A Bird in the Hand: Detection, Collection and Deterrence in Tax Enforcement

Michael Best


The threat of audit is at the core of efforts to limit tax evasion. Studying a nation-wide random audit program in Pakistan, we show that audits detect unpaid taxes in one third of cases, and in these cases they detect unpaid taxes of 40% of sales on average. However, only 22% of this amount is recovered. While the detected and recovered amounts are largest for the very largest firms, so are the costs of the audits, such that on net, the benefits of audits are largest for firms around the 90th percentile of the firm size distribution.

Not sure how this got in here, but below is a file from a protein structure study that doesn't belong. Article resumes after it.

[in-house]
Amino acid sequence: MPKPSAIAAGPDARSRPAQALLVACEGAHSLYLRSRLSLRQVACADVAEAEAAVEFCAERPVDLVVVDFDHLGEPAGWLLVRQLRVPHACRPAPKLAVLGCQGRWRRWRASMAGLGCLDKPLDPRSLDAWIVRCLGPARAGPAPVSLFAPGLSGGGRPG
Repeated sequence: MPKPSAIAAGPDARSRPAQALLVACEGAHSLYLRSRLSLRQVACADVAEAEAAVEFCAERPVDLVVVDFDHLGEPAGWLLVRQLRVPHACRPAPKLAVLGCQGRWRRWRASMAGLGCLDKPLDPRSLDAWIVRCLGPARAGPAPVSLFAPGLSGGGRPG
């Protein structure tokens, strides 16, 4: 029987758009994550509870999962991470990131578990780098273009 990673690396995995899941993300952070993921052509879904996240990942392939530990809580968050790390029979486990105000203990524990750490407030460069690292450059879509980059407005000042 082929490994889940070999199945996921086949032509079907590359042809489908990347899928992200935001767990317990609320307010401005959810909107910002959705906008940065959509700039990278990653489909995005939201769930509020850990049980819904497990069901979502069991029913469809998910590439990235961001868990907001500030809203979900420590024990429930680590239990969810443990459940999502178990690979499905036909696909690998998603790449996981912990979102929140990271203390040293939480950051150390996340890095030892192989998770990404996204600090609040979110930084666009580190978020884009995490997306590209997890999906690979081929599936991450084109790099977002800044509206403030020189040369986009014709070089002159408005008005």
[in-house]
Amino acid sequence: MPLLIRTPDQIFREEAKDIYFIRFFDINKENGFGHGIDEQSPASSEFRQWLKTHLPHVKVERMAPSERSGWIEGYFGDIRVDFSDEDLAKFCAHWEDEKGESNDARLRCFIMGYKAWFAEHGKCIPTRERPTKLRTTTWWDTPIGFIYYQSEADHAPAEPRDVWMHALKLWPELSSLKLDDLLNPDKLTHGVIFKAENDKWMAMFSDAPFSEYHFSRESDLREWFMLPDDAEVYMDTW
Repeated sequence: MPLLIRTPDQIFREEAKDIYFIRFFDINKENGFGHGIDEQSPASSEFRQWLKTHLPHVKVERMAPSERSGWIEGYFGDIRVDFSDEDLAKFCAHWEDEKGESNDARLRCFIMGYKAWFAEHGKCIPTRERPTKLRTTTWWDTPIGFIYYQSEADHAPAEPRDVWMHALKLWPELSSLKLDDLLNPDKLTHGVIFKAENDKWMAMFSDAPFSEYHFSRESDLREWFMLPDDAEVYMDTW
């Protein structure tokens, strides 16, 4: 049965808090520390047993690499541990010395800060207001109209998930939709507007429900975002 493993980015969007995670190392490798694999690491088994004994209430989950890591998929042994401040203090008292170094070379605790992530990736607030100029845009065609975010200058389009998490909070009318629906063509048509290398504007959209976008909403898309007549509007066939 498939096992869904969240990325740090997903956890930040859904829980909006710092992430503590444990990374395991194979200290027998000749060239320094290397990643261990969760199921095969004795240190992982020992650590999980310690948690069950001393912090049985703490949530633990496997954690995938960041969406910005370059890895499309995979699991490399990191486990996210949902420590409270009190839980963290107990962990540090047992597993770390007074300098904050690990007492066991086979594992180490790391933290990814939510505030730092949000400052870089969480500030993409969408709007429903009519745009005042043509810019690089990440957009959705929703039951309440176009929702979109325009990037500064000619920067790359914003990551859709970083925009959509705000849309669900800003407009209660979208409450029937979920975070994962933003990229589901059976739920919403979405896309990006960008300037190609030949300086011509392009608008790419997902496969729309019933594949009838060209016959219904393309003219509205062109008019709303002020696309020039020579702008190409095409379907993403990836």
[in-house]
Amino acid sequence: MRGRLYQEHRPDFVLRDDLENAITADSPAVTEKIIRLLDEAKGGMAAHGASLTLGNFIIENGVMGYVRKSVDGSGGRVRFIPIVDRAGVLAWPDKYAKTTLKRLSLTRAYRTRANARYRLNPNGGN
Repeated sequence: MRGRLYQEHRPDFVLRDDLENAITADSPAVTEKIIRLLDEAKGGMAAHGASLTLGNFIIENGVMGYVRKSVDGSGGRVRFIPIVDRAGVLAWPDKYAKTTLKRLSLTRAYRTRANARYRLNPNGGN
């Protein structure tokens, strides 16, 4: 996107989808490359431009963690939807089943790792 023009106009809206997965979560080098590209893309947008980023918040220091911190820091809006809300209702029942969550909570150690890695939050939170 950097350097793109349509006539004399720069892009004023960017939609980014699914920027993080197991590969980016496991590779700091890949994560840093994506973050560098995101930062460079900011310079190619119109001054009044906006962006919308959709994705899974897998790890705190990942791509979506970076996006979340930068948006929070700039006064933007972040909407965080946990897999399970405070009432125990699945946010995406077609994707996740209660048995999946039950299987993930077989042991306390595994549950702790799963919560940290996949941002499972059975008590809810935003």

Exploiting a switch from random to a public audit targeting rule, we find no evidence of behavioral responses to either the probability of audit or the event of being audited. Counterfactual simulations suggest that alternative targeting rules using the same information as the actually-implemented rule could have achieved 50% higher detection or 45% higher tax recovery. Our results highlight the role of the state's capacity to collect detected unpaid taxes, without which the deterrence effect of audits is limited. We show how this limitation to fiscal capacity can dramatically change the way that audits should be targeted.